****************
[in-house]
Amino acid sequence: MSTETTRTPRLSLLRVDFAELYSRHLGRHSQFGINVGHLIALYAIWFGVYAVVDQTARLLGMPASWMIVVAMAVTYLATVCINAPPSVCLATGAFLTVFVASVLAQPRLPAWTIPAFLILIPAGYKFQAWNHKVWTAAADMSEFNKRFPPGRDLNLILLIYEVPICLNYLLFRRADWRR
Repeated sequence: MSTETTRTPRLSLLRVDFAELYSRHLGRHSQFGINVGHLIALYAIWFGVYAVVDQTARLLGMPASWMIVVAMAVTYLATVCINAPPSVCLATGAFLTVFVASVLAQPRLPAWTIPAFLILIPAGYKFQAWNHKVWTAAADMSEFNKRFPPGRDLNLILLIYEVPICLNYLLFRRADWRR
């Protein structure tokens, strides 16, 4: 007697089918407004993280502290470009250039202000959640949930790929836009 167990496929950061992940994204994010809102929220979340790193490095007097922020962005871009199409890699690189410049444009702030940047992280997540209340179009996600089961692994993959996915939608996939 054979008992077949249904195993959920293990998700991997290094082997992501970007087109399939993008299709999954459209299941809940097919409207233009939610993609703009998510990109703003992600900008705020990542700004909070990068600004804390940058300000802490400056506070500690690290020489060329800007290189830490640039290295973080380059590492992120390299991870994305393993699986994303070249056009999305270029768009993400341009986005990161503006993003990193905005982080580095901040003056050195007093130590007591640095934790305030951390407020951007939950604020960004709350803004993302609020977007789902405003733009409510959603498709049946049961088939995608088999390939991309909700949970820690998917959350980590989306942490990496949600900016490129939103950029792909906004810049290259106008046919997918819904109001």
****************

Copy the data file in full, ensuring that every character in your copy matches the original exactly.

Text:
[in-house]
Amino acid sequence: MSTETTRTPRLSLLRVDFAELYSRHLGRHSQFGINVGHLIALYAIWFGVYAVVDQTARLLGMPASWMIVVAMAVTYLATVCINAPPSVCLATGAFLTVFVASVLAQPRLPAWTIPAFLILIPAGYKFQAWNHKVWTAAADMSEFNKRFPPGRDLNLILLIYEVPICLNYLLFRRADWRR
Repeated sequence: MSTETTRTPRLSLLRVDFAELYSRHLGRHSQFGINVGHLIALYAIWFGVYAVVDQTARLLGMPASWMIVVAMAVTYLATVCINAPPSVCLATGAFLTVFVASVLAQPRLPAWTIPAFLILIPAGYKFQAWNHKVWTAAADMSEFNKRFPPGRDLNLILLIYEVPICLNYLLFRRADWRR
């Protein structure tokens, strides 16, 4: 007697089918407004993280502290470009250039202000959640949930790929836009 167990496929950061992940994204994010809102929220979340790193490095007097922020962005871009199409890699690189410049444009702030940047992280997540209340179009996600089961692994993959996915939608996939 054979008992077949249904195993959920293990998700991997290094082997992501970007087109399939993008299709999954459209299941809940097919409207233009939610993609703009998510990109703003992600900008705020990542700004909070990068600004804390940058300000802490400056506070500690690290020489060329800007290189830490640039290295973080380059590492992120390299991870994305393993699986994303070249056009999305270029768009993400341009986005990161503006993003990193905005982080580095901040003056050195007093130590007591640095934790305030951390407020951007939950604020960004709350803004993302609020977007789902405003733009409510959603498709049946049961088939995608088999390939991309909700949970820690998917959350980590989306942490990496949600900016490129939103950029792909906004810049290259106008046919997918819904109001």